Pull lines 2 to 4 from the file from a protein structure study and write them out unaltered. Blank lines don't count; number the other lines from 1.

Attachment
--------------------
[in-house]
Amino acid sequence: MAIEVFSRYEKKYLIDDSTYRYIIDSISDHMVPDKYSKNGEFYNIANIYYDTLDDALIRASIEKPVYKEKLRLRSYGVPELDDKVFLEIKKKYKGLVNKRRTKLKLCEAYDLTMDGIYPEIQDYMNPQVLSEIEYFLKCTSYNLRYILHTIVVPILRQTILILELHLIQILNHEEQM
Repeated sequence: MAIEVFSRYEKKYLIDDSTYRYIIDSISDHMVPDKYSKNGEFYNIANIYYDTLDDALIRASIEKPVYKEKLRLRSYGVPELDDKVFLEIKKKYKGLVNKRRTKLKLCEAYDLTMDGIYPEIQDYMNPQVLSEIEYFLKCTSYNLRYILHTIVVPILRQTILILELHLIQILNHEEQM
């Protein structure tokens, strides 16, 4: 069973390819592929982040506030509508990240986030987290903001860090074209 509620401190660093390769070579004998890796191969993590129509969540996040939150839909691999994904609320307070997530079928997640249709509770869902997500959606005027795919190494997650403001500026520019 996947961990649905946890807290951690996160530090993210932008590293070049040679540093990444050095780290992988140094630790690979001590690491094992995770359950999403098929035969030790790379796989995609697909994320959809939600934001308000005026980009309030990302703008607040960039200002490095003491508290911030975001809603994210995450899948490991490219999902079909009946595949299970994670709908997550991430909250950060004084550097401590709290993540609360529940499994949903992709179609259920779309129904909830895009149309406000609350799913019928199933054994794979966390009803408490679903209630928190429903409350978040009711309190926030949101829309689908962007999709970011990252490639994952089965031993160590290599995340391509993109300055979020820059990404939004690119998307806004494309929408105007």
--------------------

Amino acid sequence: MAIEVFSRYEKKYLIDDSTYRYIIDSISDHMVPDKYSKNGEFYNIANIYYDTLDDALIRASIEKPVYKEKLRLRSYGVPELDDKVFLEIKKKYKGLVNKRRTKLKLCEAYDLTMDGIYPEIQDYMNPQVLSEIEYFLKCTSYNLRYILHTIVVPILRQTILILELHLIQILNHEEQM
Repeated sequence: MAIEVFSRYEKKYLIDDSTYRYIIDSISDHMVPDKYSKNGEFYNIANIYYDTLDDALIRASIEKPVYKEKLRLRSYGVPELDDKVFLEIKKKYKGLVNKRRTKLKLCEAYDLTMDGIYPEIQDYMNPQVLSEIEYFLKCTSYNLRYILHTIVVPILRQTILILELHLIQILNHEEQM
């Protein structure tokens, strides 16, 4: 069973390819592929982040506030509508990240986030987290903001860090074209 509620401190660093390769070579004998890796191969993590129509969540996040939150839909691999994904609320307070997530079928997640249709509770869902997500959606005027795919190494997650403001500026520019 996947961990649905946890807290951690996160530090993210932008590293070049040679540093990444050095780290992988140094630790690979001590690491094992995770359950999403098929035969030790790379796989995609697909994320959809939600934001308000005026980009309030990302703008607040960039200002490095003491508290911030975001809603994210995450899948490991490219999902079909009946595949299970994670709908997550991430909250950060004084550097401590709290993540609360529940499994949903992709179609259920779309129904909830895009149309406000609350799913019928199933054994794979966390009803408490679903209630928190429903409350978040009711309190926030949101829309689908962007999709970011990252490639994952089965031993160590290599995340391509993109300055979020820059990404939004690119998307806004494309929408105007």